First Responder, Last Responder

by William Skink

I got a call over the weekend from a motel manager about a former client. His alcoholism is taking a firm and final hold on his ravaged body, and his time, she thinks, is short.

I stopped by on Saturday to see how bad the situation was. I have already contacted Adult Protective Services, both by phone (left a detailed message), and by filing an online report. There has been zero follow up.

I knocked on the door, but my former client yelled that he couldn’t open it. I got the manager and she opened the door. The smell hit me instantly.

I cannot describe what the combined aroma of the various fluids that come out of a late-stage alcoholic smells like other than to say it’s overpowering. I had to stand near the entrance of the door to keep from getting sick.

My former client was shaking very badly. He was partially covered with the comforter, but his soiled sheets were obvious. It was hard for him to speak because his body was shaking so hard. I asked and he couldn’t remember how long it had been since his last drink.

He had been to the hospital recently, but couldn’t really explain what happened there. I asked if he COULD be admitted, would he stay at the hospital, or was it more important to continue drinking? I didn’t get a clear answer.

At this point I knew what I needed to do for this old, suffering alcoholic. I asked him what he wanted to drink. He pointed to an empty Colt 45 can, so I walked across the street to the casino and got him a 4-pack.

If you read that and thought WHY THE HELL DO THAT? then you probably don’t understand the physiology of alcohol dependency. An alcoholic at this stage of the disease will die if he/she doesn’t get a drink.

I’m still trying to figure out what else I can do to help this person. I wish there was a nursing home that could just let him safely and peacefully drink himself to death if that is what he chooses to do, but none such option exists.

If my former client was admitted to the hospital, and if he stayed there for 3 days, then Medicare would cover the cost of a skilled nursing facility for up to 90 days, so maybe he could receive end-of-life palliative care.

For that to happen, lots of things need to fall into place, including some degree of willingness from the client.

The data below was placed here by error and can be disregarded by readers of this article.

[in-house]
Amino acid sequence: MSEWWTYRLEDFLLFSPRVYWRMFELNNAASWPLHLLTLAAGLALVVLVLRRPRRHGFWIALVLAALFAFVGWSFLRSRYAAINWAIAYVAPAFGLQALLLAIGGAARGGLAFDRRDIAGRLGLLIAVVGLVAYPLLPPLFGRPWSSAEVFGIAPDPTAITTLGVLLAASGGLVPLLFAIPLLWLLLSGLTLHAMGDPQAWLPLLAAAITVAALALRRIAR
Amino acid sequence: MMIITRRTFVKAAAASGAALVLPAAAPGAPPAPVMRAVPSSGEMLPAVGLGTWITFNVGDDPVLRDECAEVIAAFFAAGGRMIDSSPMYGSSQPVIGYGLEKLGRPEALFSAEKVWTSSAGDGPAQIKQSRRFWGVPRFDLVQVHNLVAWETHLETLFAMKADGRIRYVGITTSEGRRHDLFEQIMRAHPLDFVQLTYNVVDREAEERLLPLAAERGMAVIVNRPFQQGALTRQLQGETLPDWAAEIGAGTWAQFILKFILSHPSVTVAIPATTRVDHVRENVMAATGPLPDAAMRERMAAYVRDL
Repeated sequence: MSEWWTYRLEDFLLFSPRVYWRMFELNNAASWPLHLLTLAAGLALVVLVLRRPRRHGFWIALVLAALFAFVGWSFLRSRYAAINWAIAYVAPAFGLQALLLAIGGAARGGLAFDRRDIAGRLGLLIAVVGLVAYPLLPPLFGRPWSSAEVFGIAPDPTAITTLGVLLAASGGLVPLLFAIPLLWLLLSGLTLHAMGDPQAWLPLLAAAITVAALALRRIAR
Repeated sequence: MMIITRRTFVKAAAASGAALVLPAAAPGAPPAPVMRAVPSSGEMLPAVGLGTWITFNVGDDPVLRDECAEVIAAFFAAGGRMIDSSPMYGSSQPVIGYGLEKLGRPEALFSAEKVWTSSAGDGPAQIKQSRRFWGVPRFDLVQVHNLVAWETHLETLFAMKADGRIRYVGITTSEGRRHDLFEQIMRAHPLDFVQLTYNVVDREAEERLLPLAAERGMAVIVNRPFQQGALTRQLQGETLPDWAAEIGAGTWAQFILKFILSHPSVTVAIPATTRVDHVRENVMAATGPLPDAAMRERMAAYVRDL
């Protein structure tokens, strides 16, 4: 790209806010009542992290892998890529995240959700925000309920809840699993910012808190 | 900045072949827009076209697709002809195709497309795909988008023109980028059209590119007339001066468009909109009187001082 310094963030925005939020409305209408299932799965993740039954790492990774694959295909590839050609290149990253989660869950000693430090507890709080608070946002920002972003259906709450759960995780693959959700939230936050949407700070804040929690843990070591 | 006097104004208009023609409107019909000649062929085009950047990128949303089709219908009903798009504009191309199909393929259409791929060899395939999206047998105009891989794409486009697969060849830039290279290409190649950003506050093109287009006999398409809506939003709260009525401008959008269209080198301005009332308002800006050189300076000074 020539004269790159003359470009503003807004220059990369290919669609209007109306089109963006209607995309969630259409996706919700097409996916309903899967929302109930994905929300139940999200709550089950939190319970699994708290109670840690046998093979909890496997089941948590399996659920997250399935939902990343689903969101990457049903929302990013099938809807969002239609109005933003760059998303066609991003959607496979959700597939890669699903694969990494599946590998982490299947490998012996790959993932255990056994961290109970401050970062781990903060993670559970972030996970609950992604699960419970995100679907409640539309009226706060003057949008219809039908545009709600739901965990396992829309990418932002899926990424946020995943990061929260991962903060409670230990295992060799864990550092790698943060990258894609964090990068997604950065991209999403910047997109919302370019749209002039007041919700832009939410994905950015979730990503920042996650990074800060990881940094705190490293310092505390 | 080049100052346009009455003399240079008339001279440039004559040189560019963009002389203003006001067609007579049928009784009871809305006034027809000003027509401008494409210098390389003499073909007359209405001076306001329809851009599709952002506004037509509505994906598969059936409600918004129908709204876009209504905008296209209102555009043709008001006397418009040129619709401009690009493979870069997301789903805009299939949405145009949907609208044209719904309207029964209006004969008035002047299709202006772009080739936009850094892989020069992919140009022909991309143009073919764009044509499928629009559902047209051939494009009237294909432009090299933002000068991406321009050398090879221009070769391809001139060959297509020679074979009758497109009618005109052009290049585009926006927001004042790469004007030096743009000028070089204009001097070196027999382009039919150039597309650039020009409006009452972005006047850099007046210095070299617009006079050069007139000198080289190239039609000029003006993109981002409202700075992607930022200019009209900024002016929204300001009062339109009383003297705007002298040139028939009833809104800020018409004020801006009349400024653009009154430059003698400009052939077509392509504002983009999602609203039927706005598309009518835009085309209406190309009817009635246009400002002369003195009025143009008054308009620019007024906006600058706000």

One of the most absurd anecdotal stories I used to share was the story of a female frequent flier and what it took to get her into a nursing home. If the cost of all the many emergency service responses to her over the years could be calculated, I’m sure it would be in the millions.

When there was finally a medical reason to admit her as an inpatient to the hospital, both myself and her payee closely monitored the situation. She had to be there for those magical 3 days so Medicare would pay, and then the nursing home (who we collectively begged) would place her in a bed.

On the second day she started getting the itch to flee, the itch to find her connections for pills. So what did her payee do to prevent the woman from taking off?

The payee stole the woman’s pants.

And it worked.

What these stories highlight for me is the immense cruelty and inhumanity of the systems we should be relying on to keep us safe and healthy. Instead these systems are making us sick and killing us.

I look forward to conversations about how we can fix some of this. If you’re new here, you should know I am cynical, reactionary, definitely defensive, and have low reserves of patience for bullshit.

I also play with Legos, write poetry, and stockpile ammunition for the end times play the sociopath elite think they can pull off.

About Travis Mateer

I'm an artist and citizen journalist living and writing in Montana. You can contact me here: willskink at yahoo dot com
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